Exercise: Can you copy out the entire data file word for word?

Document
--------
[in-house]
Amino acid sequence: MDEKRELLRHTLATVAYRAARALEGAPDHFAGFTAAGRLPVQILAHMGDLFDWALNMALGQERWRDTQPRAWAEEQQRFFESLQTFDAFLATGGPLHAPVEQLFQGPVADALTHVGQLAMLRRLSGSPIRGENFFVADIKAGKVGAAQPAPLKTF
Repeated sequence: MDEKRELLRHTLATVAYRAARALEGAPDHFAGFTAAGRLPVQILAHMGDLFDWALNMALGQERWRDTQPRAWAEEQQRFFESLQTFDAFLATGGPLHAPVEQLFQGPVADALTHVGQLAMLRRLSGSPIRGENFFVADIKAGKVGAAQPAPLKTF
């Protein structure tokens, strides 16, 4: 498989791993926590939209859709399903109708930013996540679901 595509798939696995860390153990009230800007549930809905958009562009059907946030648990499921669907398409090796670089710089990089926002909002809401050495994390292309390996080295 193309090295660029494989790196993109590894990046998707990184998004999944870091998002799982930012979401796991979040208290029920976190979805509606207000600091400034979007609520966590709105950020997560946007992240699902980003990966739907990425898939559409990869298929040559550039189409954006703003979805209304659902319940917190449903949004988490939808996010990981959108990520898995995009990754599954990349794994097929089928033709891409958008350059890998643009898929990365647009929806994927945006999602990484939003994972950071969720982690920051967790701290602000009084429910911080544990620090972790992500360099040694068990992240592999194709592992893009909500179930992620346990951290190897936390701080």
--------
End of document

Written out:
[in-house]
Amino acid sequence: MDEKRELLRHTLATVAYRAARALEGAPDHFAGFTAAGRLPVQILAHMGDLFDWALNMALGQERWRDTQPRAWAEEQQRFFESLQTFDAFLATGGPLHAPVEQLFQGPVADALTHVGQLAMLRRLSGSPIRGENFFVADIKAGKVGAAQPAPLKTF
Repeated sequence: MDEKRELLRHTLATVAYRAARALEGAPDHFAGFTAAGRLPVQILAHMGDLFDWALNMALGQERWRDTQPRAWAEEQQRFFESLQTFDAFLATGGPLHAPVEQLFQGPVADALTHVGQLAMLRRLSGSPIRGENFFVADIKAGKVGAAQPAPLKTF
């Protein structure tokens, strides 16, 4: 498989791993926590939209859709399903109708930013996540679901 595509798939696995860390153990009230800007549930809905958009562009059907946030648990499921669907398409090796670089710089990089926002909002809401050495994390292309390996080295 193309090295660029494989790196993109590894990046998707990184998004999944870091998002799982930012979401796991979040208290029920976190979805509606207000600091400034979007609520966590709105950020997560946007992240699902980003990966739907990425898939559409990869298929040559550039189409954006703003979805209304659902319940917190449903949004988490939808996010990981959108990520898995995009990754599954990349794994097929089928033709891409958008350059890998643009898929990365647009929806994927945006999602990484939003994972950071969720982690920051967790701290602000009084429910911080544990620090972790992500360099040694068990992240592999194709592992893009909500179930992620346990951290190897936390701080």